Weighing characters

A Twitter exchange (thanks, JoAnne) has prompted me to ponder the actual requirements that the web series creators have to meet. I find that as a watcher, I am especially demanding with literary web series. Most of them are based on classic literature, directly on specific novels, and as a reader of classic literature, I have already formed an image of the characters in my mind.

So, I imagine having to meet a vast audience’s demands on many accounts is very demanding. Not only do the audience demand that the protagonist fits their image in an either obvious or in a clever way, but a lot of discussion on Tumblr and Twitter sets parameters for diversity as well. Behind which I am totally, because the reality is that while in the times the books that are now are in the public domain were written, the world on the public side might have been mostly white, that is not the case anymore. (And as a I’ve studied English literature, I know that even the first part of that is a questionable statement.) YouTube audiences are all over the world and the specific audience who enjoy literary web series are very aware and critical of this.

While we are still waiting for a cast where a white person is not the norm but cast for diversity(or if we aren’t please send me a link), it is still hard to judge the showmakers, since most YouTube productions are still very low budget. Not everyone has the possibility to have casting sessions. So maybe the diversity and acting skills of your actor friends may present the limits.

Well, I think this is something that I really need to find out about more. I actually know little of the financing of webseries in general, the only ones that I know about are most of those who have used crowdfunding. I wonder how such web series like Marianne and Elinor take Barton or the Misselthwaite Archives (so proud, didn’t have to check the spelling!) have funded themselves. Or Dashwood days. There are so many. Maybe I should just ask.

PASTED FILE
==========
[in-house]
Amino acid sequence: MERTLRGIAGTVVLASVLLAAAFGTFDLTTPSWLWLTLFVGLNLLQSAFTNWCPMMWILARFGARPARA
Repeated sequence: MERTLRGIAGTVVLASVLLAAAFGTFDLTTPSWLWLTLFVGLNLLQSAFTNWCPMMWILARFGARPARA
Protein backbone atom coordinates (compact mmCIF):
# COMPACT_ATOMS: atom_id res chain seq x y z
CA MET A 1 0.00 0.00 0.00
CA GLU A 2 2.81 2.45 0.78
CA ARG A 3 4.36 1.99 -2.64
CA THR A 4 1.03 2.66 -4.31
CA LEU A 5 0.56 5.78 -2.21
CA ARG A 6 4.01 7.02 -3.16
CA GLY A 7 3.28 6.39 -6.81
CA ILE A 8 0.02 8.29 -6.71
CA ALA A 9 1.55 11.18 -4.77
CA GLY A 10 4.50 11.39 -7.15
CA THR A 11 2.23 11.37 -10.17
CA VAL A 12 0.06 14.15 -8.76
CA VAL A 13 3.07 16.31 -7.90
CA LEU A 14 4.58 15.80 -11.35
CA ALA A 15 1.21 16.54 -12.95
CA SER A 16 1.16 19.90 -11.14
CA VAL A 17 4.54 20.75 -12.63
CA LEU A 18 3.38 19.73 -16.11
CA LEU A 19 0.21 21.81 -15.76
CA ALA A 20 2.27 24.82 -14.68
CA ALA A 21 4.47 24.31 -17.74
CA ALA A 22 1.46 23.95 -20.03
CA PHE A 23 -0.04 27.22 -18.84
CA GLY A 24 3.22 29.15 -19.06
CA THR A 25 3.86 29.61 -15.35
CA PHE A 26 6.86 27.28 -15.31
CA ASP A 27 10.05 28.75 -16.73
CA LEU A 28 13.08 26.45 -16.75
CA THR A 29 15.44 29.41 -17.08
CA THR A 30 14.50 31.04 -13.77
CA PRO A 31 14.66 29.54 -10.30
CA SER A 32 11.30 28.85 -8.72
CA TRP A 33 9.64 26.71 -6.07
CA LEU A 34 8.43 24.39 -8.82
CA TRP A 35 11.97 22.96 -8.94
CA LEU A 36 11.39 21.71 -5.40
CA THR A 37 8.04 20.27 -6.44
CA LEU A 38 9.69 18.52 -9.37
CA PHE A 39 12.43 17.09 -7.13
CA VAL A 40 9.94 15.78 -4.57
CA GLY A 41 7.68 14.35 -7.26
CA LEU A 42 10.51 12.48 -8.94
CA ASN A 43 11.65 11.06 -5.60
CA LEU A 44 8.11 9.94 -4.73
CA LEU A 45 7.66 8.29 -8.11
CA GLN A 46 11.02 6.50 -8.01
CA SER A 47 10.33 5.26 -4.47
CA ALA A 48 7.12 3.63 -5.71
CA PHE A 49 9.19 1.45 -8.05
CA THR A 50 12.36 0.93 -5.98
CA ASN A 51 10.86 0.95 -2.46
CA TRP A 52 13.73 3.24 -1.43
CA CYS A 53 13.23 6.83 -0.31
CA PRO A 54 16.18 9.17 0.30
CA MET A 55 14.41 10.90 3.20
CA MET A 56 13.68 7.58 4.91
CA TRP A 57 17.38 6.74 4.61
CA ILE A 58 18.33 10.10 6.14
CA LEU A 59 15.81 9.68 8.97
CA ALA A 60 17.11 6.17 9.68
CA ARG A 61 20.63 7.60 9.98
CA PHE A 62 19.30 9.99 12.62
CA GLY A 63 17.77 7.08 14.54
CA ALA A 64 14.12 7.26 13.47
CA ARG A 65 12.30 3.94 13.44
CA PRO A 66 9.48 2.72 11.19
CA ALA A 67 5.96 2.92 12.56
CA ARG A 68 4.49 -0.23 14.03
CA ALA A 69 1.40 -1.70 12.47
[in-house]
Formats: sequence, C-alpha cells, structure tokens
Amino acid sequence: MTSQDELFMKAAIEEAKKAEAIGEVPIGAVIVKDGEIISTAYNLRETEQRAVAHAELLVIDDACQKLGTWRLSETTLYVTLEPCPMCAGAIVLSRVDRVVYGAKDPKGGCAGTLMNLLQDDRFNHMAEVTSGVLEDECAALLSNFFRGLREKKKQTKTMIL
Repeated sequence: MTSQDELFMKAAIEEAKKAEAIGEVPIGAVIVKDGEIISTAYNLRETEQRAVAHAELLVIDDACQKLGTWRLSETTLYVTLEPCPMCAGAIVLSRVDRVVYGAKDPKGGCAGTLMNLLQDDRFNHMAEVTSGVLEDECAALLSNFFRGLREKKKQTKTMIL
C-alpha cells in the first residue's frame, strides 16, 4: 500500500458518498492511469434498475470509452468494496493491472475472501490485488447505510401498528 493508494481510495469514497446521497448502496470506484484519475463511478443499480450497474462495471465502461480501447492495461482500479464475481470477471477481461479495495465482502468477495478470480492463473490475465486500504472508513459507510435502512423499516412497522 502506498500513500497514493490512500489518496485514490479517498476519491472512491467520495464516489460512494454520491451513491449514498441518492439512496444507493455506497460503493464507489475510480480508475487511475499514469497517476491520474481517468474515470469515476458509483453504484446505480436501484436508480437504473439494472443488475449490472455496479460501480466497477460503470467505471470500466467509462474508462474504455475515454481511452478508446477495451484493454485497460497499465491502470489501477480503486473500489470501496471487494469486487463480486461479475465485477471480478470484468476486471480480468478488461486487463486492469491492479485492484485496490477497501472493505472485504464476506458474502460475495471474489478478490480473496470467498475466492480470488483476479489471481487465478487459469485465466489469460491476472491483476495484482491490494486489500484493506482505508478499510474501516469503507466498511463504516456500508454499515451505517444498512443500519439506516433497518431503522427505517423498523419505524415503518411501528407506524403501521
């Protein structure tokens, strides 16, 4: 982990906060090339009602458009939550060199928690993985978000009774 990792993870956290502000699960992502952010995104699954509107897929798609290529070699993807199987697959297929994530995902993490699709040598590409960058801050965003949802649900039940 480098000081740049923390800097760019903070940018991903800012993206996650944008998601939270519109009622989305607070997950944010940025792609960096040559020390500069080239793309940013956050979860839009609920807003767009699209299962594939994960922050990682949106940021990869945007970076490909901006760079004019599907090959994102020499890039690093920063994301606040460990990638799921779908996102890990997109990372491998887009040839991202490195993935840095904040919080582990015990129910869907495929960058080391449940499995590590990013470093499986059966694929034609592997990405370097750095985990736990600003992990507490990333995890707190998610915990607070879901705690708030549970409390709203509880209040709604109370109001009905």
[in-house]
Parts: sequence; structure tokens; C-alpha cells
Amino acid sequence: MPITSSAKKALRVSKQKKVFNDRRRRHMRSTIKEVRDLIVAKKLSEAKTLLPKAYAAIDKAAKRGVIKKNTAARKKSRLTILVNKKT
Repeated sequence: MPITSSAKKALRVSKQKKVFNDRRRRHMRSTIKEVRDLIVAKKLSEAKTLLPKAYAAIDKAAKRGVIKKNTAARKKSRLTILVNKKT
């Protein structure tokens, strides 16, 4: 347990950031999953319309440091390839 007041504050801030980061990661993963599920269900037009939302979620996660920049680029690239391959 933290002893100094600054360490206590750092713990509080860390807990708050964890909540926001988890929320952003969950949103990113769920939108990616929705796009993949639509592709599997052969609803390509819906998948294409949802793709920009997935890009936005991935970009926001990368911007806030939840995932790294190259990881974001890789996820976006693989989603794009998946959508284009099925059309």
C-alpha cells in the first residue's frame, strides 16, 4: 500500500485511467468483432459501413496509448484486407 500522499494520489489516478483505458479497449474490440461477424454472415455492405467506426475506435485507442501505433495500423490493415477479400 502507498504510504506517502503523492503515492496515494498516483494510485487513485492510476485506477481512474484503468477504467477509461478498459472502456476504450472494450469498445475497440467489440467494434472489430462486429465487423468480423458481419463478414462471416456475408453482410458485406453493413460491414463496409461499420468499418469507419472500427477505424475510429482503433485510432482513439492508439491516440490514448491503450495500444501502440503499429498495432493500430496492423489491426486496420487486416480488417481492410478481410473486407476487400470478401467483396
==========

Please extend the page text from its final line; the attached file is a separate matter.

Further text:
Anyway, I digress, somewhat. I was going to talk about other demands the audience of a literary web series might have. For example East and West, which is based on Elizabeth Gaskell’s novel North and South. I did not like the main character. At all. It’s been quite a few years since I read it, and all I can remember about her is that she complained a lot and had good reason to since everyone was dying around her. Although she was unhappy about everything else as well… Anyway. It is pretty hard to find a person who can complain all the time without making me stop watching the show.

So basically, what I mean is that web series, often in the vlog form need to make the unpleasant characters (of which Margaret Hale isn’t the worst one, of course) at least relatable, because the vlog form makes it all so “in-your-face”. You are basically having an indirect conversation with this person.

One good option for unpleasant people, who are not the main characters, is not to show them (if it’s not the main character). Like Mrs Bracknell in In Earnest(the torso shot doesn’t count in my books), or the costume theatre option many web series have utilised after the Lizzie Bennet Diaries gave it direction.

I realise that I am currently only writing about the unpleasant characters in web series. But also the pleasant characters need to  meet and often excell the expectations. A really good literary web series is one in which the characters surprise you in a clever way. One way is to just make a literary character more human.

Ok, I’m returning back to disliked literary characters, but who can really say they like Lydia in Pride and Prejudice? And who can really say that they don’t love Lydia in the Lizzie Bennet Diaries?

This post really has been the ramblings of my distracted mind on two different days. Please leave a comment or talk to me on Twitter (@mayusteapot) if you have ideas that I can steal 🙂 Or shout at me for being completely wrong… I think this is a subject I will return to quite often!

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